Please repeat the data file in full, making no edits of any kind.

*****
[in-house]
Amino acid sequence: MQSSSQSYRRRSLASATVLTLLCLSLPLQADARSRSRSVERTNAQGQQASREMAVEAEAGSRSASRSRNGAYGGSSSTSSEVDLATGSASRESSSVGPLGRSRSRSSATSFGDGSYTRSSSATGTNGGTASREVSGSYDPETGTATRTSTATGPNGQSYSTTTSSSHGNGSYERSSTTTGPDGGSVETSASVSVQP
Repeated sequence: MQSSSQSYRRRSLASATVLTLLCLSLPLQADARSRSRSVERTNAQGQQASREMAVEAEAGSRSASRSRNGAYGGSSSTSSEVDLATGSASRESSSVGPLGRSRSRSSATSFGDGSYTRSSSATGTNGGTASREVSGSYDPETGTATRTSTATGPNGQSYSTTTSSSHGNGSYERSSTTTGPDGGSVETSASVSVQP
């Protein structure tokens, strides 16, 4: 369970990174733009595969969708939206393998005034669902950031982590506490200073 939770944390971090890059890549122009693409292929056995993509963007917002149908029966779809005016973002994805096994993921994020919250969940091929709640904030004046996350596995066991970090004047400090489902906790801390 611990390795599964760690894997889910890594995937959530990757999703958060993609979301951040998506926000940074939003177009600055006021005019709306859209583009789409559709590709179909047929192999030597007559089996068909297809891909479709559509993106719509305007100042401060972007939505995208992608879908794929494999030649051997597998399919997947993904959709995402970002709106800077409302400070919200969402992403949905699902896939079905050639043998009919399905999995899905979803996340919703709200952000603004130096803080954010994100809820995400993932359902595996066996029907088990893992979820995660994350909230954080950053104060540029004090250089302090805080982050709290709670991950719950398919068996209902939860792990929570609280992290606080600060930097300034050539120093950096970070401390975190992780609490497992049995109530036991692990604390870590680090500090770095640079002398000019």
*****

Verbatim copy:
[in-house]
Amino acid sequence: MQSSSQSYRRRSLASATVLTLLCLSLPLQADARSRSRSVERTNAQGQQASREMAVEAEAGSRSASRSRNGAYGGSSSTSSEVDLATGSASRESSSVGPLGRSRSRSSATSFGDGSYTRSSSATGTNGGTASREVSGSYDPETGTATRTSTATGPNGQSYSTTTSSSHGNGSYERSSTTTGPDGGSVETSASVSVQP
Repeated sequence: MQSSSQSYRRRSLASATVLTLLCLSLPLQADARSRSRSVERTNAQGQQASREMAVEAEAGSRSASRSRNGAYGGSSSTSSEVDLATGSASRESSSVGPLGRSRSRSSATSFGDGSYTRSSSATGTNGGTASREVSGSYDPETGTATRTSTATGPNGQSYSTTTSSSHGNGSYERSSTTTGPDGGSVETSASVSVQP
């Protein structure tokens, strides 16, 4: 369970990174733009595969969708939206393998005034669902950031982590506490200073 939770944390971090890059890549122009693409292929056995993509963007917002149908029966779809005016973002994805096994993921994020919250969940091929709640904030004046996350596995066991970090004047400090489902906790801390 611990390795599964760690894997889910890594995937959530990757999703958060993609979301951040998506926000940074939003177009600055006021005019709306859209583009789409559709590709179909047929192999030597007559089996068909297809891909479709559509993106719509305007100042401060972007939505995208992608879908794929494999030649051997597998399919997947993904959709995402970002709106800077409302400070919200969402992403949905699902896939079905050639043998009919399905999995899905979803996340919703709200952000603004130096803080954010994100809820995400993932359902595996066996029907088990893992979820995660994350909230954080950053104060540029004090250089302090805080982050709290709670991950719950398919068996209902939860792990929570609280992290606080600060930097300034050539120093950096970070401390975190992780609490497992049995109530036991692990604390870590680090500090770095640079002398000019």